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The Gulf Environmental And PR Disaster: 7 Suggestions For President Obama

Dear President Obama, All the good you've done (and all the goodwill many have for you) is about to be undone and forgotten by this mess in the

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Dear President Obama,

All the good you've done (and all the goodwill many have for you) is about to be undone and forgotten by this mess in the Gulf of Mexico. It's a President's worst nightmare, no doubt. A combination of the wrecked mess of the Louisiana wetlands and the bogeyman of Big Oil at the helm is a nightmare, especially when the aforementioned Big Oil Company has been cozily sleeping with its guards.

The thing is, you're not helping things much. Your weekly video message this week was as much an apologetic for the plan to continue risking our coastline as it was a lukewarm reassurance that everything that could be done was being done. It left me -- someone frequently referred to as an Obama apologist, fangirl, and blind-eyed supporter -- cold. My sense of things was that YOU didn't even believe the line about making sure this never happens again.

Making a promise like that is akin to saying you'll make sure the sun doesn't rise and if it does, it'll rise in the west. It cannot be done. Mr. President. Yet, this is an opportunity for you. A big one. Avail yourself of it. Here are some suggestions:

  1. Quit putting BP in the front. If ever there was a time for the government to take charge and look like it was taking charge, it's now. If ever the "fierce urgency of now" applied, it's now. If this were a melting-down nuclear plant, you'd be right in front of it. At least, I think you would. [UPDATE: Under the law, government cannot "take over". Oversight is the limit of government's reach.]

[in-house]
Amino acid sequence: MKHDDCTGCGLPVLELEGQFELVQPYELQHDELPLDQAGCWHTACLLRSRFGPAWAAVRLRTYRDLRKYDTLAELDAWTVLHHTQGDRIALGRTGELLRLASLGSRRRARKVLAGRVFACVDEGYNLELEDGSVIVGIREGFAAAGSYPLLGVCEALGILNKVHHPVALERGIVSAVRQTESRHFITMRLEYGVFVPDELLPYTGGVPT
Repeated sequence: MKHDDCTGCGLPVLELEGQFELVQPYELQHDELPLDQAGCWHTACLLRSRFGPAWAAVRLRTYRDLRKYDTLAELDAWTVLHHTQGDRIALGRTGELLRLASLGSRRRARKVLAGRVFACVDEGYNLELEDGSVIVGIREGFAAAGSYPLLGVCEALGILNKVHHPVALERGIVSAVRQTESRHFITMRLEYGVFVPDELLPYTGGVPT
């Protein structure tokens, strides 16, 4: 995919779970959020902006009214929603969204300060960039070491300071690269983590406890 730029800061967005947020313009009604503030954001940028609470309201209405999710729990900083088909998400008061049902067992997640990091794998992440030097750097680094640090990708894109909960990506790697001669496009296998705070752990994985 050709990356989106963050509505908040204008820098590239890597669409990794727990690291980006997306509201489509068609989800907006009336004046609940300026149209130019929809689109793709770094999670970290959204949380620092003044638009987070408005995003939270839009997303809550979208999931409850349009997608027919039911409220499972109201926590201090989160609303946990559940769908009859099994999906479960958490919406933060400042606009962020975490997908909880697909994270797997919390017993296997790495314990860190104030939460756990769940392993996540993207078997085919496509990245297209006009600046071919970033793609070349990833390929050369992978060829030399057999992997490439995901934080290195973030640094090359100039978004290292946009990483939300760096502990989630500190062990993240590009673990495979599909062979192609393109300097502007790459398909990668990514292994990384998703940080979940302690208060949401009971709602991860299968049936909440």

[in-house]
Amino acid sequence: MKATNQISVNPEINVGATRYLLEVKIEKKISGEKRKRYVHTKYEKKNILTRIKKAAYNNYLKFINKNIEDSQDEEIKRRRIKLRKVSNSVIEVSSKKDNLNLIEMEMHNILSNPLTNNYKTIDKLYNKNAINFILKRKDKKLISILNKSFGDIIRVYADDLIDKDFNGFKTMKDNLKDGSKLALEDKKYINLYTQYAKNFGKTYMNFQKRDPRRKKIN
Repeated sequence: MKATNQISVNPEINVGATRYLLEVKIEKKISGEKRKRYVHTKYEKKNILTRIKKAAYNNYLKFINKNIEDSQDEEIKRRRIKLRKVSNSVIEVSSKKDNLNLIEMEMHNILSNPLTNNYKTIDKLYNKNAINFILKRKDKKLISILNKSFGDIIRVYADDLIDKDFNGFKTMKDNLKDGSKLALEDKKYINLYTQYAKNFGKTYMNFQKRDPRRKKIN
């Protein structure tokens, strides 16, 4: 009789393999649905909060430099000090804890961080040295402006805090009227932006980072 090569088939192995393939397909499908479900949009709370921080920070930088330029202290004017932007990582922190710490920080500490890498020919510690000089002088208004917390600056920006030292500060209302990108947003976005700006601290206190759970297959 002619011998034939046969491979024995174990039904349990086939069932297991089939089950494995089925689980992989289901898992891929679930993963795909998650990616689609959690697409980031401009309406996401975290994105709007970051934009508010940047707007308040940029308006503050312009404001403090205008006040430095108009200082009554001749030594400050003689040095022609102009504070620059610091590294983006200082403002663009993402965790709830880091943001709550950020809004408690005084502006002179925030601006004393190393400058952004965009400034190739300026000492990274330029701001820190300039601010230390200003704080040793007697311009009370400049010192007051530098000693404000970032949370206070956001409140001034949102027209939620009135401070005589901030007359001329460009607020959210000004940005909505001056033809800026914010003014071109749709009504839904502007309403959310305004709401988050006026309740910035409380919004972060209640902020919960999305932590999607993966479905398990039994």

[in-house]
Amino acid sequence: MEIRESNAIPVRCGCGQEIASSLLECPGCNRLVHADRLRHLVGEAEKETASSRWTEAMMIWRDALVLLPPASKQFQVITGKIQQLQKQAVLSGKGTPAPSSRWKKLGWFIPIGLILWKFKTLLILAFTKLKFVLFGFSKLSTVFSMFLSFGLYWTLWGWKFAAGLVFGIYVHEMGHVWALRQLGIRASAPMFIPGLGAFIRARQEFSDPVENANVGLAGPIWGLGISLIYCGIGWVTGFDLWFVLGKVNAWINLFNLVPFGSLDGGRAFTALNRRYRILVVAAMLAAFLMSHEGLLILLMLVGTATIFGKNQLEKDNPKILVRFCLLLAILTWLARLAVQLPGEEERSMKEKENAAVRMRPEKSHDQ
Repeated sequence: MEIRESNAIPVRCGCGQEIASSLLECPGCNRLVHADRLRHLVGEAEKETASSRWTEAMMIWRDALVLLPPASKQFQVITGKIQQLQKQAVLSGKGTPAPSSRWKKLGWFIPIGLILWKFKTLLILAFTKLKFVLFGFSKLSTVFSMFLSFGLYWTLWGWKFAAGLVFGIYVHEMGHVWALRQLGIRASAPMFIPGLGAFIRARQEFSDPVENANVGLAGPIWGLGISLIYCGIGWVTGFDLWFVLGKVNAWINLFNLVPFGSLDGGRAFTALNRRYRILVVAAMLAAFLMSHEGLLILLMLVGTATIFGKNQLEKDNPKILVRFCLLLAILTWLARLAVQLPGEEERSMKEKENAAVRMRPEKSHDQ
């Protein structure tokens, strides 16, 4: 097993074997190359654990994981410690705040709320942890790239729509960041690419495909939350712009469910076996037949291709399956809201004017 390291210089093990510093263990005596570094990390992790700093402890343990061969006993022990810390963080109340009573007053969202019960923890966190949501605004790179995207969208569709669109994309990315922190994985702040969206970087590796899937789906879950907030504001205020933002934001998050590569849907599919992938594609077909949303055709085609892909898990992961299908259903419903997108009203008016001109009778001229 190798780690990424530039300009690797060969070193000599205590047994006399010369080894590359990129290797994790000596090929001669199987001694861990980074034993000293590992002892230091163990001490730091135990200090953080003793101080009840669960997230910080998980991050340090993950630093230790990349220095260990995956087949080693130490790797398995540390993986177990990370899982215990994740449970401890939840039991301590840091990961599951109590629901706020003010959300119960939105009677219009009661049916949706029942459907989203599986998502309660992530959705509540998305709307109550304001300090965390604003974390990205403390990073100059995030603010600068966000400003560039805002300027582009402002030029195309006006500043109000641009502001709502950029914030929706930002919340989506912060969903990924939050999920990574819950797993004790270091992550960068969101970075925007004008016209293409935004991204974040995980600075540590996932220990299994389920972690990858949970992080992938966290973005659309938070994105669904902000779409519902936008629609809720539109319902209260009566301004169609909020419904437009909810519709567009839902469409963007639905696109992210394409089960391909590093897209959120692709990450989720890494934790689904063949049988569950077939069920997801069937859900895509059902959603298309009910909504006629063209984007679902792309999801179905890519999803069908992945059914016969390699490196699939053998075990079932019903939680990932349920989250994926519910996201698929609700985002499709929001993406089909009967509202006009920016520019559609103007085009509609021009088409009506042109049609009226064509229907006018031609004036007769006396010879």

2. Select a press pool and give them full access to the area. When the press is turned away (particularly a high-profile network like CBS) and told those are "BP rules", I promise you the perception of the general public is that a cover-up is underway. I don't care what your concerns are over security or organization. Transparency is the only hope you have for exposing the danger BP has wrought on our nation. Don't spare them; let the press have full access to report the good and the bad.
  3. Start talking about what the government IS doing. I don't want to hear half-hearted apologetics for the future. I want to know about the NOW. I've been watching the White House updates, the NOAA updates, the EPA updates, and the Coast Guard updates, so I fully understand that the government has been on it at the start and remains so. Most people don't, even people who support you.

    If there is a consistent issue in your administration, it's this: Your side of the story rarely gets in front of people until you're on the defensive. Stories break and then there's a response. How about being a little more pro-active in crafting the message, getting in front of it just a bit? This is not a time for cool-headed calm in front of the cameras and gentle reassurances. Shake your fists like you did last week. Do it again. And again. Every. single. day. We need to know you're as pissed about this as we are, and you're on it.